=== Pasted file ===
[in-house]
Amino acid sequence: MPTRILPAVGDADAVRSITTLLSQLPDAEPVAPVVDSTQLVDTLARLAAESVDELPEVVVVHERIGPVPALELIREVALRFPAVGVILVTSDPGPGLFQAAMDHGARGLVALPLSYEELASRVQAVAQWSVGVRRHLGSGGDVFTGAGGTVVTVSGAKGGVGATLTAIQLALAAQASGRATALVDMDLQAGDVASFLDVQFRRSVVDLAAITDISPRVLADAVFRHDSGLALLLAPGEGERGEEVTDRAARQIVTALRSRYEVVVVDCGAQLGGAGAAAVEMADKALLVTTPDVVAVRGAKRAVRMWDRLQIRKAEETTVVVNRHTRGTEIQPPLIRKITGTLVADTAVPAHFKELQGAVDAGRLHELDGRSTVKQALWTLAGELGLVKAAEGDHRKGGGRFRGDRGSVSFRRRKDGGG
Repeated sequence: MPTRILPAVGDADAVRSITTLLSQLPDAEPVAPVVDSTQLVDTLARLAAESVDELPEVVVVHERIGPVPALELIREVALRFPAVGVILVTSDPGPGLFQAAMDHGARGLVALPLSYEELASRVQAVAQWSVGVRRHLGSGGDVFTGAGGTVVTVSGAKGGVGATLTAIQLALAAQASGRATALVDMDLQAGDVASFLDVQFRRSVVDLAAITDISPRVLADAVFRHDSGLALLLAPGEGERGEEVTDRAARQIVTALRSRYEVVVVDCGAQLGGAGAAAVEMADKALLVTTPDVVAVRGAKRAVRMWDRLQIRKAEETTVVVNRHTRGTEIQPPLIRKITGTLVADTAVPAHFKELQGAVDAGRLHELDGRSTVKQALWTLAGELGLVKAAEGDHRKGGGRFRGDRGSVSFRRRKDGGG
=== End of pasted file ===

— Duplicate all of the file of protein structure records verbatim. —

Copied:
[in-house]
Amino acid sequence: MPTRILPAVGDADAVRSITTLLSQLPDAEPVAPVVDSTQLVDTLARLAAESVDELPEVVVVHERIGPVPALELIREVALRFPAVGVILVTSDPGPGLFQAAMDHGARGLVALPLSYEELASRVQAVAQWSVGVRRHLGSGGDVFTGAGGTVVTVSGAKGGVGATLTAIQLALAAQASGRATALVDMDLQAGDVASFLDVQFRRSVVDLAAITDISPRVLADAVFRHDSGLALLLAPGEGERGEEVTDRAARQIVTALRSRYEVVVVDCGAQLGGAGAAAVEMADKALLVTTPDVVAVRGAKRAVRMWDRLQIRKAEETTVVVNRHTRGTEIQPPLIRKITGTLVADTAVPAHFKELQGAVDAGRLHELDGRSTVKQALWTLAGELGLVKAAEGDHRKGGGRFRGDRGSVSFRRRKDGGG
Repeated sequence: MPTRILPAVGDADAVRSITTLLSQLPDAEPVAPVVDSTQLVDTLARLAAESVDELPEVVVVHERIGPVPALELIREVALRFPAVGVILVTSDPGPGLFQAAMDHGARGLVALPLSYEELASRVQAVAQWSVGVRRHLGSGGDVFTGAGGTVVTVSGAKGGVGATLTAIQLALAAQASGRATALVDMDLQAGDVASFLDVQFRRSVVDLAAITDISPRVLADAVFRHDSGLALLLAPGEGERGEEVTDRAARQIVTALRSRYEVVVVDCGAQLGGAGAAAVEMADKALLVTTPDVVAVRGAKRAVRMWDRLQIRKAEETTVVVNRHTRGTEIQPPLIRKITGTLVADTAVPAHFKELQGAVDAGRLHELDGRSTVKQALWTLAGELGLVKAAEGDHRKGGGRFRGDRGSVSFRRRKDGGG